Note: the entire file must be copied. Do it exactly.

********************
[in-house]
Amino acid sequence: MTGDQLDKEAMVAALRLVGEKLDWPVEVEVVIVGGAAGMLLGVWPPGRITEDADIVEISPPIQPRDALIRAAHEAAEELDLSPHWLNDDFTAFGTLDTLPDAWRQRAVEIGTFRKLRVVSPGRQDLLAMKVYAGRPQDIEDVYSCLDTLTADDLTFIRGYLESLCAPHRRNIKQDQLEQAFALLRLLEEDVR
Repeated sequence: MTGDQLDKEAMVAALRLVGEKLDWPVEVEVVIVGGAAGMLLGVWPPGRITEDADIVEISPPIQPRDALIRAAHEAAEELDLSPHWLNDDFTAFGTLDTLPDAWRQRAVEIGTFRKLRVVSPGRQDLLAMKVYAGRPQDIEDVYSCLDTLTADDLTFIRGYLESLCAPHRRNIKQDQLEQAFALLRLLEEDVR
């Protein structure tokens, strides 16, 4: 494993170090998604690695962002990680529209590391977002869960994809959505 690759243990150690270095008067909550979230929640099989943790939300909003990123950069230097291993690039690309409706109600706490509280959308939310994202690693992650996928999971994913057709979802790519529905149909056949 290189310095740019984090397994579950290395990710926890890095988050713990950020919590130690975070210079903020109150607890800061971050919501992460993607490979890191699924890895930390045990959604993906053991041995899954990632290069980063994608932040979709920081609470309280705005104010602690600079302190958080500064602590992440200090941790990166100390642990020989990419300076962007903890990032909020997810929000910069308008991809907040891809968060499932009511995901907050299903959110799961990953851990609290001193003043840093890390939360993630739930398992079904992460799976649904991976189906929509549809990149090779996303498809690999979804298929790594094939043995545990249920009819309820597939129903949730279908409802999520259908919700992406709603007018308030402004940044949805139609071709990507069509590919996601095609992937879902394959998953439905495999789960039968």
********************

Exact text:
[in-house]
Amino acid sequence: MTGDQLDKEAMVAALRLVGEKLDWPVEVEVVIVGGAAGMLLGVWPPGRITEDADIVEISPPIQPRDALIRAAHEAAEELDLSPHWLNDDFTAFGTLDTLPDAWRQRAVEIGTFRKLRVVSPGRQDLLAMKVYAGRPQDIEDVYSCLDTLTADDLTFIRGYLESLCAPHRRNIKQDQLEQAFALLRLLEEDVR
Repeated sequence: MTGDQLDKEAMVAALRLVGEKLDWPVEVEVVIVGGAAGMLLGVWPPGRITEDADIVEISPPIQPRDALIRAAHEAAEELDLSPHWLNDDFTAFGTLDTLPDAWRQRAVEIGTFRKLRVVSPGRQDLLAMKVYAGRPQDIEDVYSCLDTLTADDLTFIRGYLESLCAPHRRNIKQDQLEQAFALLRLLEEDVR
């Protein structure tokens, strides 16, 4: 494993170090998604690695962002990680529209590391977002869960994809959505 690759243990150690270095008067909550979230929640099989943790939300909003990123950069230097291993690039690309409706109600706490509280959308939310994202690693992650996928999971994913057709979802790519529905149909056949 290189310095740019984090397994579950290395990710926890890095988050713990950020919590130690975070210079903020109150607890800061971050919501992460993607490979890191699924890895930390045990959604993906053991041995899954990632290069980063994608932040979709920081609470309280705005104010602690600079302190958080500064602590992440200090941790990166100390642990020989990419300076962007903890990032909020997810929000910069308008991809907040891809968060499932009511995901907050299903959110799961990953851990609290001193003043840093890390939360993630739930398992079904992460799976649904991976189906929509549809990149090779996303498809690999979804298929790594094939043995545990249920009819309820597939129903949730279908409802999520259908919700992406709603007018308030402004940044949805139609071709990507069509590919996601095609992937879902394959998953439905495999789960039968």